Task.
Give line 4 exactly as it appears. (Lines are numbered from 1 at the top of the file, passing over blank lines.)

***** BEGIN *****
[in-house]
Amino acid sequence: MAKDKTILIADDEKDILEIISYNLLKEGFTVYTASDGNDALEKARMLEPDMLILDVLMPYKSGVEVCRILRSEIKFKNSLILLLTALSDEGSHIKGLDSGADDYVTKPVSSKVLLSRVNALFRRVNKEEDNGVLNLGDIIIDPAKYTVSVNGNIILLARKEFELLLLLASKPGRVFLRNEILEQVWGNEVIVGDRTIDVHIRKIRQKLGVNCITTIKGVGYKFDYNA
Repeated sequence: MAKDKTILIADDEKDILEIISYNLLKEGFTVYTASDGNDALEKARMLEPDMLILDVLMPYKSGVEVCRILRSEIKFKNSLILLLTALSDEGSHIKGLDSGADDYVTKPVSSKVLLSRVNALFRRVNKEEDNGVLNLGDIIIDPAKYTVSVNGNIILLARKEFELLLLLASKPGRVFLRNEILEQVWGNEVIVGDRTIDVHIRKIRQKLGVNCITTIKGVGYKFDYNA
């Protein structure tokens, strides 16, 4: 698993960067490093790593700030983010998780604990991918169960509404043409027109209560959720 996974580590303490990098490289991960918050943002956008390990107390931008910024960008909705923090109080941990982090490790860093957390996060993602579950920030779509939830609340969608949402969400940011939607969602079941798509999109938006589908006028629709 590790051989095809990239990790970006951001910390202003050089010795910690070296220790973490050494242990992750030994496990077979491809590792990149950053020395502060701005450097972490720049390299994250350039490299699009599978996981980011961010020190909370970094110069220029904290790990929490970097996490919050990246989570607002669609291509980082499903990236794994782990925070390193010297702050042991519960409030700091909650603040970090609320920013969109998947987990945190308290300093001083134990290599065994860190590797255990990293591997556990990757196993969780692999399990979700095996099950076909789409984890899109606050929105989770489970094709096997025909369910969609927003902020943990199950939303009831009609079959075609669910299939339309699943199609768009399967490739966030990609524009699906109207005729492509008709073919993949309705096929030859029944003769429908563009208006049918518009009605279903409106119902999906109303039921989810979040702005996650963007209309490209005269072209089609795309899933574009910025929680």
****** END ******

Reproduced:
């Protein structure tokens, strides 16, 4: 698993960067490093790593700030983010998780604990991918169960509404043409027109209560959720 996974580590303490990098490289991960918050943002956008390990107390931008910024960008909705923090109080941990982090490790860093957390996060993602579950920030779509939830609340969608949402969400940011939607969602079941798509999109938006589908006028629709 590790051989095809990239990790970006951001910390202003050089010795910690070296220790973490050494242990992750030994496990077979491809590792990149950053020395502060701005450097972490720049390299994250350039490299699009599978996981980011961010020190909370970094110069220029904290790990929490970097996490919050990246989570607002669609291509980082499903990236794994782990925070390193010297702050042991519960409030700091909650603040970090609320920013969109998947987990945190308290300093001083134990290599065994860190590797255990990293591997556990990757196993969780692999399990979700095996099950076909789409984890899109606050929105989770489970094709096997025909369910969609927003902020943990199950939303009831009609079959075609669910299939339309699943199609768009399967490739966030990609524009699906109207005729492509008709073919993949309705096929030859029944003769429908563009208006049918518009009605279903409106119902999906109303039921989810979040702005996650963007209309490209005269072209089609795309899933574009910025929680």